Acoustic Neuroma

Acoustic Neuroma
(Vestibular Schwannoma)

  • Are you worried about what your diagnosis of an Acoustic Neuroma (or Vestibular Schwannoma) means for you?
  • Are you scheduled to have surgery for Acoustic Neuroma removal, and do you want to prepare for surgery as best as you can?
  • Have you been avoiding your usual activities because you’re worried about falling or losing your balance?
  • Have you been diagnosed with an Acoustic Neuroma and now want to monitor and improve your balance and vestibular function over time? 

What is an Acoustic Neuroma?

An Acoustic Neuroma (also known as a Vestibular Schwannoma) is a tumour that forms along the vestibulo cochlear nerve, on the side of your head. The nerve’s function is to carry information from the cochlear (the hearing device) and the vestibular system (the motion detection device) to the brain. The tumour causes pressure on the nerve and stops it from being able to carry information, resulting in gradual changes. Due to its location inside the head, the tumour can also cause pressure on other structures, leading to a variety of symptoms such as hearing loss, dizziness, vertigo, unsteadiness, loss of balance and / or ringing in your ear.

As Vestibular Schwannomas are typically slow growing, the tumour has often been present for some time before being discovered and managed. People often report that their symptoms come on slowly, and many people aren’t aware of the extent of their deficits until comprehensive testing is completed.

While receiving a diagnosis of an Acoustic Neuroma can be a relief, as it helps you make sense of your symptoms, many people are also concerned about what their future holds. Linking in with clinicians who understand your condition and how it progresses over time, (with or without surgery) can be very reassuring.  Physiotherapists are here to help.

Common Symptoms

  • Hearing loss, usually on one side and often gradually worsening over time
  • Ringing (tinnitus) in the affected ear
  • Unsteadiness or loss of balance 
  • Change in ability to participate in tasks or activities
  • Falling over
  • Dizziness or vertigo
  • Loss of visual focus when turning the head or turning around 
  • Facial numbness and weakness or loss of muscle movement

Causes of Movement-Related Symptoms

  • Pressure on, or damage to, the vestibulocochlear nerve which is responsible for your sense of balance and orientation and hearing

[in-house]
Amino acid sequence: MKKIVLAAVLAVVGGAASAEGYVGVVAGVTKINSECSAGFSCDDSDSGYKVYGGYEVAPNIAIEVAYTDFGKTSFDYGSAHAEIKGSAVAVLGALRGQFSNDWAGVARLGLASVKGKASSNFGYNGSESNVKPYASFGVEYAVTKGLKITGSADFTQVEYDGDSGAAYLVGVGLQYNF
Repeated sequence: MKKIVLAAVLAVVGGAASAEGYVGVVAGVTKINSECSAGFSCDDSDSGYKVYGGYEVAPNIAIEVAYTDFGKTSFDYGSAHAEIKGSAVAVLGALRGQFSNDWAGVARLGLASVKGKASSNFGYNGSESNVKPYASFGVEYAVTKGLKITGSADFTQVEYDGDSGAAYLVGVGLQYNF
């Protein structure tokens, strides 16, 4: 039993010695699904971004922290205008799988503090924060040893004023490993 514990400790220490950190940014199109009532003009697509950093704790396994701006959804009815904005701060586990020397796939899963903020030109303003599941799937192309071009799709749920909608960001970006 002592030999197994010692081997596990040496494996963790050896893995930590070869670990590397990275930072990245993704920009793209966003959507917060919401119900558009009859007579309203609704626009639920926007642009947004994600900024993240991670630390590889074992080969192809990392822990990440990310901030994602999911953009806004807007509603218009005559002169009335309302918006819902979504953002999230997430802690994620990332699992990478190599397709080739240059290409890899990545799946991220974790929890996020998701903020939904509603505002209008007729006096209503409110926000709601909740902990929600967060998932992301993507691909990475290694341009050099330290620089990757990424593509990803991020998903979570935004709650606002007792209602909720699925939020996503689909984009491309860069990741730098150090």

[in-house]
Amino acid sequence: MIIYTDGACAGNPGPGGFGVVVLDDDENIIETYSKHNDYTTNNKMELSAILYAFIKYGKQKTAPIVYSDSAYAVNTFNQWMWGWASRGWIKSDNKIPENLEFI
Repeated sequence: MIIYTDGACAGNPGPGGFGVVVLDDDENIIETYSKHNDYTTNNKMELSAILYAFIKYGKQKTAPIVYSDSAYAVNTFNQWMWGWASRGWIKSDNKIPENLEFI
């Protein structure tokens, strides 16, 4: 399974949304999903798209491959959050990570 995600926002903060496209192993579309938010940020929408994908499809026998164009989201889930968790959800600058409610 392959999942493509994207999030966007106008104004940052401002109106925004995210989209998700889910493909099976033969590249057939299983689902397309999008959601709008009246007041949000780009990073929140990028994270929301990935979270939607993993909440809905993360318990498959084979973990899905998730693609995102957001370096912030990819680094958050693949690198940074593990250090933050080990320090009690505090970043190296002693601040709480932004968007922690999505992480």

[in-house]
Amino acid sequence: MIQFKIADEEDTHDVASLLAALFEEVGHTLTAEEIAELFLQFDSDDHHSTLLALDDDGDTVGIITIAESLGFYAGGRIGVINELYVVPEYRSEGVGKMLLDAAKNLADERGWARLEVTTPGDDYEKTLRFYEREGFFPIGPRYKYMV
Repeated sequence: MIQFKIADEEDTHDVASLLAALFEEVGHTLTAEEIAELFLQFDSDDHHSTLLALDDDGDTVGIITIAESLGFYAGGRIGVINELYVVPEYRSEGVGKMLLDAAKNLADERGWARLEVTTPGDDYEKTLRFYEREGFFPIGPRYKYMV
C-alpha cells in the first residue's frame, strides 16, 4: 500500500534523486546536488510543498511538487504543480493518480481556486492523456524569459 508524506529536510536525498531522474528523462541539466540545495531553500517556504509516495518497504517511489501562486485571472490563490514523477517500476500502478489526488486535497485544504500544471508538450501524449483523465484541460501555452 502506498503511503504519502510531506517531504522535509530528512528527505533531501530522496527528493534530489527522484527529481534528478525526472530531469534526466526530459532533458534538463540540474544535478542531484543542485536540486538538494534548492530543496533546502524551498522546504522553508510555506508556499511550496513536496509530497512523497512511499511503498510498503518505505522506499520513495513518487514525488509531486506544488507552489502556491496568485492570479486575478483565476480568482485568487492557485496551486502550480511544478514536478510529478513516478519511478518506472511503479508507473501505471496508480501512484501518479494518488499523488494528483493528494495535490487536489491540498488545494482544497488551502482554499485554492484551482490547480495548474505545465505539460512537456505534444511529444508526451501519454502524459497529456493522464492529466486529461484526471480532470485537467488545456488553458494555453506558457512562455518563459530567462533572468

• Pressure on a part of the brain responsible for coordination (more common with larger tumours)
  • Reduced physical activity due to fear of loss of balance or falls – in turn leading to more movement difficulty and avoidance of participating in life and activities

How can we Help?

No matter what management approach you and your treating specialist have agreed on, a vestibular physiotherapist can be very helpful in providing the reassurance and assistance you need to return to your daily activities. 

People who aren’t having surgery are often afraid of the impact of a growing tumour on their function and longevity. Specially trained vestibular physiotherapists can support you by providing regular objective assessment of your signs and symptoms, to ensure early identification of changes.

If surgery or radiation therapy has been recommended, people may be concerned about what this means for their hearing, balance and long-term function.  Vestibular physiotherapists can track your signs and symptoms before and after surgery or radiation therapy, for as long as necessary. They provide treatment where appropriate, and refer you back to your surgeon or specialist, if there are any specific concerns about your rehabilitation progress.

Our Connected Care Approach

With our unique ‘Connected Care’ approach, our team will expertly help you to prepare for your surgery, provide you with physiotherapy during your hospital stay and while you heal and return to normal activity after surgery. You can connect with your physio in hospital, in our clinics and during our online video consultations.

What Should I Expect From my Appointment?

  • Detailed Interview: This helps us to gain a full understanding of your symptoms, medical history and what you hope to achieve from our intervention.
  • Support: We understand how frightening it is to experience vertigo, dizziness and imbalance, so we carefully address your concerns and help you feel confident about participating in assessment and treatment.
  • Physical Assessment: We take a considered approach to assessing your body, head and eye movements and vestibular reflexes, using the latest technology. This enables us to accurately assess your function and develop a customised treatment plan for you.
  • Education: We believe that understanding the findings, condition and aims of treatment is important to your outcome, so we’ll spend time explaining key points.
  • Targeted Treatments: We use specialised treatment methods, such as repositioning techniques, to manage your symptoms.  In some cases, this can lead to immediate improvement in your symptoms and movement. 
  • Progressive Exercise Program: We teach you specially designed exercises and movements to retrain your brain, to enable independence and safely build confidence, capacity, coordination and balance, in line with your lifestyle goals.
  • Communication and Collaboration with your General Practitioner and/or Specialist doctors to keep them informed of your progress and to support your care. 

Where can I see my Physiotherapist?

On this page

In Clinic

Online Video Appointments

Web & Mobile App

Private Gymnasium